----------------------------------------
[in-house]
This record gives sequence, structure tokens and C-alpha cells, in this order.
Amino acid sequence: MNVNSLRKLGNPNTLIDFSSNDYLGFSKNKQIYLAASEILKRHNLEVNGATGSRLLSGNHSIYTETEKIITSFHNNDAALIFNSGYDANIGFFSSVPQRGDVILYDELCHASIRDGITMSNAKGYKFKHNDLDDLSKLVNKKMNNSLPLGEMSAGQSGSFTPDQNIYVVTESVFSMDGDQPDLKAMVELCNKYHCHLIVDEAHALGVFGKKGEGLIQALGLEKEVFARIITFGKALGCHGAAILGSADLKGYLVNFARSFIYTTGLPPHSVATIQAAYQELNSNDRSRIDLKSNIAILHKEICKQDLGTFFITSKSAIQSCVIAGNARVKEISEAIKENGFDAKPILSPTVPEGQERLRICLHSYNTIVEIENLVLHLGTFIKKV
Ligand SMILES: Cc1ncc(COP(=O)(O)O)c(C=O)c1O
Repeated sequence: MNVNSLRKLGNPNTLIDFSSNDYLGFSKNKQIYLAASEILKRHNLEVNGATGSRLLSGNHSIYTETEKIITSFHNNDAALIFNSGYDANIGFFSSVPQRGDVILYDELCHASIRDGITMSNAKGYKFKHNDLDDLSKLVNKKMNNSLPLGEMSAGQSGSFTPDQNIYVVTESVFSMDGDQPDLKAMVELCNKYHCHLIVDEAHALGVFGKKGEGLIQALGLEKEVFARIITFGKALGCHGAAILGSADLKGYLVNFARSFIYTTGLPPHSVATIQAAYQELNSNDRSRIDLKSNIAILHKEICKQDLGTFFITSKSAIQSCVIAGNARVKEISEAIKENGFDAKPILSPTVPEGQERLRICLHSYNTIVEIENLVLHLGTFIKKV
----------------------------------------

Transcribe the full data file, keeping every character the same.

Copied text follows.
[in-house]
This record gives sequence, structure tokens and C-alpha cells, in this order.
Amino acid sequence: MNVNSLRKLGNPNTLIDFSSNDYLGFSKNKQIYLAASEILKRHNLEVNGATGSRLLSGNHSIYTETEKIITSFHNNDAALIFNSGYDANIGFFSSVPQRGDVILYDELCHASIRDGITMSNAKGYKFKHNDLDDLSKLVNKKMNNSLPLGEMSAGQSGSFTPDQNIYVVTESVFSMDGDQPDLKAMVELCNKYHCHLIVDEAHALGVFGKKGEGLIQALGLEKEVFARIITFGKALGCHGAAILGSADLKGYLVNFARSFIYTTGLPPHSVATIQAAYQELNSNDRSRIDLKSNIAILHKEICKQDLGTFFITSKSAIQSCVIAGNARVKEISEAIKENGFDAKPILSPTVPEGQERLRICLHSYNTIVEIENLVLHLGTFIKKV
Ligand SMILES: Cc1ncc(COP(=O)(O)O)c(C=O)c1O
Repeated sequence: MNVNSLRKLGNPNTLIDFSSNDYLGFSKNKQIYLAASEILKRHNLEVNGATGSRLLSGNHSIYTETEKIITSFHNNDAALIFNSGYDANIGFFSSVPQRGDVILYDELCHASIRDGITMSNAKGYKFKHNDLDDLSKLVNKKMNNSLPLGEMSAGQSGSFTPDQNIYVVTESVFSMDGDQPDLKAMVELCNKYHCHLIVDEAHALGVFGKKGEGLIQALGLEKEVFARIITFGKALGCHGAAILGSADLKGYLVNFARSFIYTTGLPPHSVATIQAAYQELNSNDRSRIDLKSNIAILHKEICKQDLGTFFITSKSAIQSCVIAGNARVKEISEAIKENGFDAKPILSPTVPEGQERLRICLHSYNTIVEIENLVLHLGTFIKKV